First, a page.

Robert Winston, the fertility pioneer, not only takes credit for epoch- making scientific breakthrough but also justifies inclusion because of the joy he has brought to thousands of previously childless couples. Glenda Jackson and Vanessa Redgrave are the two great actresses of our age. The idea that they should be omitted from a list that includes William Roache (Ken Barlow of Coronation Street) is absurd. The best that can be said of today's Mansion House lunch is that it gives Lord Levene, this year's Lord Mayor of London, the chance to meet celebrities who otherwise would not sign his visitors' book.
There is no objective way of measuring achievement. George Mann - the last English cricket captain to take a team to South Africa before even the MCC reacted against apartheid - is an admirable as well as an amiable fellow. But is he "a great achiever", as compared with anonymous victims of handicap and disability who have struggled to obtain professional qualifications and managed to earn an independent living?
The extraordinary thing about the Lord Mayor's List is the way in which - at least in the categories of great achievement that it celebrates - it is largely the same sort of pantheon that might have been assembled fifty or a hundred years ago. Most of the nominees have enjoyed conventional success. All of them can be guaranteed to accept membership of the hall of fame with due modesty, and to use the proper knife and fork during the celebratory lunch.
The politically incorrect are excluded. Geoffrey Boycott and Ian Botham number among the great cricketers of the last fifty years. They are not on the Lord Mayor's luncheon list. Nor are George Best and Paul Gascoigne, the two flawed geniuses of English football. Sir Bobby Charlton was, of course, invited. There is no doubt that he was a great inside forward. But would he have been on the list were he not known on the Saturday terraces as "the Queen Mother of the Premier League"?
There are some admissions that are objectively absurd. Roy Jenkins's politics are not mine. And I grow increasingly irritated by his grand seigneurial manner. But he is clearly one of the great achievers of our age - chancellor of the exchequer (with almost universal approval of the way he balanced the budget), twice home secretary, president of the European Commission, founder of a new political party and a much-admired biographer. The Queen may well be delighted to discover that a man who has received her hugely exclusive Order of Merit was not invited to join her for lunch, while David Owen (whose every political initiative has turned to dust) was asked to be there.
It is the section headed "Public Service" that really gives the game away. We should all applaud the inclusion of John Fletcher (popular rural postman), John Knight (president of West Sussex Association for the Disabled) and Sister Bridie Dowd (a tireless worker on behalf of the homeless). These are the real "achievers" and we should rejoice that they are there to represent hundreds of other men and women who show a similar devotion to the communities in which they live. But how do we compare their record of service with that of Sir Nicholas Henderson - undoubtedly a distinguished diplomat, but in truth one of a dozen men and women who have worked their way up to a senior post within the Diplomatic Service? And what is it that distinguishes Sir Nigel Wicks (past chairman of the monetary committee in Europe) from numerous other second Permanent Secretaries to the Treasury who occupy the same position? Today's lunch is as artificial as a Miss World competition, and the choice of winners as contrived as the Oscar nominations.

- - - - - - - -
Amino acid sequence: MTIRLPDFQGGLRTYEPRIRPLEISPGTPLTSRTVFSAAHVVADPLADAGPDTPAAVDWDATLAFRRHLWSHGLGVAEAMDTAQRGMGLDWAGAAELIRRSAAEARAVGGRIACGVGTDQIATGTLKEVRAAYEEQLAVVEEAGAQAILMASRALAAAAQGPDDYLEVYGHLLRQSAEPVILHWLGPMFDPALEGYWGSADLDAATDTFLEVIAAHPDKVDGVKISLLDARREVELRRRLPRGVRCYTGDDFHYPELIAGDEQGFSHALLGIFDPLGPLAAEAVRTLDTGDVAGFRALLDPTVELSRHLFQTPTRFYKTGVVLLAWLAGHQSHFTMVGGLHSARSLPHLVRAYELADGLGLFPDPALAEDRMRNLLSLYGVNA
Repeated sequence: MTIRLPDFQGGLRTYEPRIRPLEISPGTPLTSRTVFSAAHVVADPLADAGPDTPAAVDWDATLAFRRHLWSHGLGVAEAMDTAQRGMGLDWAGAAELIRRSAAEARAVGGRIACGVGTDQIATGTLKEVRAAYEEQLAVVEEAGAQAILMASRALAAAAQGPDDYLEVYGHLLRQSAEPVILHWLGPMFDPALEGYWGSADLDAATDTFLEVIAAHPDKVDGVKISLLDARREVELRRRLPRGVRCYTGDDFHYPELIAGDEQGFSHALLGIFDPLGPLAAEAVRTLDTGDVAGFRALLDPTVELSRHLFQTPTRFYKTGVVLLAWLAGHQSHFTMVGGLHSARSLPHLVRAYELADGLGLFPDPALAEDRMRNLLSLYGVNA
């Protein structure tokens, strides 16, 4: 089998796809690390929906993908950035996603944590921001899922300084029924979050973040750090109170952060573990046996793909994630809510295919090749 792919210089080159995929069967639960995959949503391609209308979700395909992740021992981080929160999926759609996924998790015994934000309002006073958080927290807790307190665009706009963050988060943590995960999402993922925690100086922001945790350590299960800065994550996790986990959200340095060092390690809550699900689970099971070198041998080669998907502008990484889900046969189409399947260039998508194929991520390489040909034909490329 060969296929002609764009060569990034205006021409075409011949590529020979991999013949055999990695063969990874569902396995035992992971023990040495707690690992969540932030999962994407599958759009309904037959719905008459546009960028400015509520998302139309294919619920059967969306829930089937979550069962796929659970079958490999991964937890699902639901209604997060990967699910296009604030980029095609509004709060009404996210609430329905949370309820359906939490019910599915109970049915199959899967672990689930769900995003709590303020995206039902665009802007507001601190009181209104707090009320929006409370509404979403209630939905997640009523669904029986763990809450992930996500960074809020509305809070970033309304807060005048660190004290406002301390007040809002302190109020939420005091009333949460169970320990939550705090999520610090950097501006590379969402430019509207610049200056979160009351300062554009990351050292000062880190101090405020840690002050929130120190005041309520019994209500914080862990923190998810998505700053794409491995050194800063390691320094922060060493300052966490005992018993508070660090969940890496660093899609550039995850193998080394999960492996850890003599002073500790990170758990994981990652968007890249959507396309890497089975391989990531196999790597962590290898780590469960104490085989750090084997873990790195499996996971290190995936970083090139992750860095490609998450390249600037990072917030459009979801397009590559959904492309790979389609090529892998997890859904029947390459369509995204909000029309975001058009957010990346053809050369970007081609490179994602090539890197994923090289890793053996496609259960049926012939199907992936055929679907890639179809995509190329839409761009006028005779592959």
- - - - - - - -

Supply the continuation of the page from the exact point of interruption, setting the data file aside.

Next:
Some of the nominations are positively perverse. Michael Green, chairman of Carlton Communications, is presumably included for his achievement in dumbing down weekday television. The Carlton formula - lifestyle, mild sex and the prurient pursuit of death and disasters - has done more to reduce the standards of broadcasting than even Rupert Murdoch can claim. But even more extraordinary are some of the names that seem to have been conjured out of thin air. No doubt Professor Rodney King, vice-chancellor of Lincolnshire and Humberside, is a distinguished man. But why does he qualify, rather than the dozens of other vice-chancellors who have risen to eminence as polytechnics have been turned into universities?
The only possible answer to the question is that Professor King knew or was known by the selection committee - a group of figures who might have been selected as a collective caricature of the Establishment. They included the former foreign secretary Douglas Hurd; Richard Chartris, Bishop of London; and Dame Sheila Master, a director of the Bank of England.
The Bishop of London will have to answer to the episcopacy and to his conscience about why he regarded neither the Archbishop of Canterbury nor the Archbishop of York as one of society's great achievers. But with those notable exceptions, the choice that the panel made was in many ways indistinguishable from the decisions that a similar panel might have taken a hundred years ago. Included in the list is Earl Jellicoe, past president of the Royal Geographical Association. His predecessors would have taken credit for Speke's discovery of the source of the Nile and Scott's expedition to the South Pole. Perhaps I do the Earl an injustice, but it is impossible to avoid the conclusion that he is there to make up the numbers.
All that having been said, I consider that the game that will be played at the Mansion House today does no real harm - as long as we remember that it is a game. I still go to sleep selecting the best England cricket team to be made up of men whose names begin with the letter "H". Tonight I shall drop off laughing at an equally pointless exercise.Reuse content